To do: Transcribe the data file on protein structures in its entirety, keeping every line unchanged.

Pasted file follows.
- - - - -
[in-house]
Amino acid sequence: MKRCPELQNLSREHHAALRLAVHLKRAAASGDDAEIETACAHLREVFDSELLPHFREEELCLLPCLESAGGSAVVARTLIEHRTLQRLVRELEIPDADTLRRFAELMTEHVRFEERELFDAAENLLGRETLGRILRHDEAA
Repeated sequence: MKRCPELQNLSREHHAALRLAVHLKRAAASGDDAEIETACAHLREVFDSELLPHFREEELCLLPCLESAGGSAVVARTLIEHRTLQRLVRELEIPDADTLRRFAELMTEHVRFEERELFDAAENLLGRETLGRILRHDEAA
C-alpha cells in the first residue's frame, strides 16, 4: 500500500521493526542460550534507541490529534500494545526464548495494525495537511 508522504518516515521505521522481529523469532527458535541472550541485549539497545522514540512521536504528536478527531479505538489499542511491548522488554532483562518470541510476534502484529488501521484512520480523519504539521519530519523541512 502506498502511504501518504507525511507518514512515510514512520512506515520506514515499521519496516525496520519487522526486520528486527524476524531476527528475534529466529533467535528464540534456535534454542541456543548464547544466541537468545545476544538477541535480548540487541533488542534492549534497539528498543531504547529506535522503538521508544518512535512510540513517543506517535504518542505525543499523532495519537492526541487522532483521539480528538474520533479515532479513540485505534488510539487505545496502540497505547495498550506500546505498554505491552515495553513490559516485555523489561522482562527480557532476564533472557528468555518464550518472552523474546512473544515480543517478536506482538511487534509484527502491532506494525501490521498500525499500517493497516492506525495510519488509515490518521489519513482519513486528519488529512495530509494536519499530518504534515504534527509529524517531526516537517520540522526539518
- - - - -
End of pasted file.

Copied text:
[in-house]
Amino acid sequence: MKRCPELQNLSREHHAALRLAVHLKRAAASGDDAEIETACAHLREVFDSELLPHFREEELCLLPCLESAGGSAVVARTLIEHRTLQRLVRELEIPDADTLRRFAELMTEHVRFEERELFDAAENLLGRETLGRILRHDEAA
Repeated sequence: MKRCPELQNLSREHHAALRLAVHLKRAAASGDDAEIETACAHLREVFDSELLPHFREEELCLLPCLESAGGSAVVARTLIEHRTLQRLVRELEIPDADTLRRFAELMTEHVRFEERELFDAAENLLGRETLGRILRHDEAA
C-alpha cells in the first residue's frame, strides 16, 4: 500500500521493526542460550534507541490529534500494545526464548495494525495537511 508522504518516515521505521522481529523469532527458535541472550541485549539497545522514540512521536504528536478527531479505538489499542511491548522488554532483562518470541510476534502484529488501521484512520480523519504539521519530519523541512 502506498502511504501518504507525511507518514512515510514512520512506515520506514515499521519496516525496520519487522526486520528486527524476524531476527528475534529466529533467535528464540534456535534454542541456543548464547544466541537468545545476544538477541535480548540487541533488542534492549534497539528498543531504547529506535522503538521508544518512535512510540513517543506517535504518542505525543499523532495519537492526541487522532483521539480528538474520533479515532479513540485505534488510539487505545496502540497505547495498550506500546505498554505491552515495553513490559516485555523489561522482562527480557532476564533472557528468555518464550518472552523474546512473544515480543517478536506482538511487534509484527502491532506494525501490521498500525499500517493497516492506525495510519488509515490518521489519513482519513486528519488529512495530509494536519499530518504534515504534527509529524517531526516537517520540522526539518